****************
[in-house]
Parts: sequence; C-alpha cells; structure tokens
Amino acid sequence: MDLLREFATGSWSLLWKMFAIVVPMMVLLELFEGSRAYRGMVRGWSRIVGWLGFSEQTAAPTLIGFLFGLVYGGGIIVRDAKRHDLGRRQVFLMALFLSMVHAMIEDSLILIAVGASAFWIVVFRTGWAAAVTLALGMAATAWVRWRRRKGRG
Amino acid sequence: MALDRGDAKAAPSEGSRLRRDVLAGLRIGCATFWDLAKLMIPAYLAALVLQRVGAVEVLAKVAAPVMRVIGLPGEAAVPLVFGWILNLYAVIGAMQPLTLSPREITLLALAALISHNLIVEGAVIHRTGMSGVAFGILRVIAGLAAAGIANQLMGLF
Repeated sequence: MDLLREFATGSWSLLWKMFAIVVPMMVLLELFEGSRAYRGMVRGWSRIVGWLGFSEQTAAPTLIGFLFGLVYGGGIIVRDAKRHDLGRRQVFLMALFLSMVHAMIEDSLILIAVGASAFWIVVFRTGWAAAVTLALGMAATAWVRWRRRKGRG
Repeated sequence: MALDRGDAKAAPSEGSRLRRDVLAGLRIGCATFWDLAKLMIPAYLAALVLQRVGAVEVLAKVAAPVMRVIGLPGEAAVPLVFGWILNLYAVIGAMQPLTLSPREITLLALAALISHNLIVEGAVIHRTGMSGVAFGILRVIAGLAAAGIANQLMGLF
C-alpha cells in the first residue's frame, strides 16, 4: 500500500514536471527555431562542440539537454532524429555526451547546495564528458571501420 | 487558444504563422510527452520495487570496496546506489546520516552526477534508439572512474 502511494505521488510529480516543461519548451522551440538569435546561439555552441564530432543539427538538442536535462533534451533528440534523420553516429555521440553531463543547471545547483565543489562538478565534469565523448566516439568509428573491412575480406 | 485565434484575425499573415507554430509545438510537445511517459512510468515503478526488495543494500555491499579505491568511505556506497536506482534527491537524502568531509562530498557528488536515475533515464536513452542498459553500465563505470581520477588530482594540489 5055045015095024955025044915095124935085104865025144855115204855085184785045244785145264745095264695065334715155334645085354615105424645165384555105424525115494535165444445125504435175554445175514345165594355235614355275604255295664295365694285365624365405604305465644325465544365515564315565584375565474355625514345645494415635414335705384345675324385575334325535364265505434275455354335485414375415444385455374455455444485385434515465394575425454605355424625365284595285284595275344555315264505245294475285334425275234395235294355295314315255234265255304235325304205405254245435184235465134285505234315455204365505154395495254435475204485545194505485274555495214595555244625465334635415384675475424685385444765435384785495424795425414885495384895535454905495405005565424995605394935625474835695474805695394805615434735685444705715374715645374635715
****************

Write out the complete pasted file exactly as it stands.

[in-house]
Parts: sequence; C-alpha cells; structure tokens
Amino acid sequence: MDLLREFATGSWSLLWKMFAIVVPMMVLLELFEGSRAYRGMVRGWSRIVGWLGFSEQTAAPTLIGFLFGLVYGGGIIVRDAKRHDLGRRQVFLMALFLSMVHAMIEDSLILIAVGASAFWIVVFRTGWAAAVTLALGMAATAWVRWRRRKGRG
Amino acid sequence: MALDRGDAKAAPSEGSRLRRDVLAGLRIGCATFWDLAKLMIPAYLAALVLQRVGAVEVLAKVAAPVMRVIGLPGEAAVPLVFGWILNLYAVIGAMQPLTLSPREITLLALAALISHNLIVEGAVIHRTGMSGVAFGILRVIAGLAAAGIANQLMGLF
Repeated sequence: MDLLREFATGSWSLLWKMFAIVVPMMVLLELFEGSRAYRGMVRGWSRIVGWLGFSEQTAAPTLIGFLFGLVYGGGIIVRDAKRHDLGRRQVFLMALFLSMVHAMIEDSLILIAVGASAFWIVVFRTGWAAAVTLALGMAATAWVRWRRRKGRG
Repeated sequence: MALDRGDAKAAPSEGSRLRRDVLAGLRIGCATFWDLAKLMIPAYLAALVLQRVGAVEVLAKVAAPVMRVIGLPGEAAVPLVFGWILNLYAVIGAMQPLTLSPREITLLALAALISHNLIVEGAVIHRTGMSGVAFGILRVIAGLAAAGIANQLMGLF
C-alpha cells in the first residue's frame, strides 16, 4: 500500500514536471527555431562542440539537454532524429555526451547546495564528458571501420 | 487558444504563422510527452520495487570496496546506489546520516552526477534508439572512474 502511494505521488510529480516543461519548451522551440538569435546561439555552441564530432543539427538538442536535462533534451533528440534523420553516429555521440553531463543547471545547483565543489562538478565534469565523448566516439568509428573491412575480406 | 485565434484575425499573415507554430509545438510537445511517459512510468515503478526488495543494500555491499579505491568511505556506497536506482534527491537524502568531509562530498557528488536515475533515464536513452542498459553500465563505470581520477588530482594540489 5055045015095024955025044915095124935085104865025144855115204855085184785045244785145264745095264695065334715155334645085354615105424645165384555105424525115494535165444445125504435175554445175514345165594355235614355275604255295664295365694285365624365405604305465644325465544365515564315565584375565474355625514345645494415635414335705384345675324385575334325535364265505434275455354335485414375415444385455374455455444485385434515465394575425454605355424625365284595285284595275344555315264505245294475285334425275234395235294355295314315255234265255304235325304205405254245435184235465134285505234315455204365505154395495254435475204485545194505485274555495214595555244625465334635415384675475424685385444765435384785495424795425414885495384895535454905495405005565424995605394935625474835695474805695394805615434735685444705715374715645374635715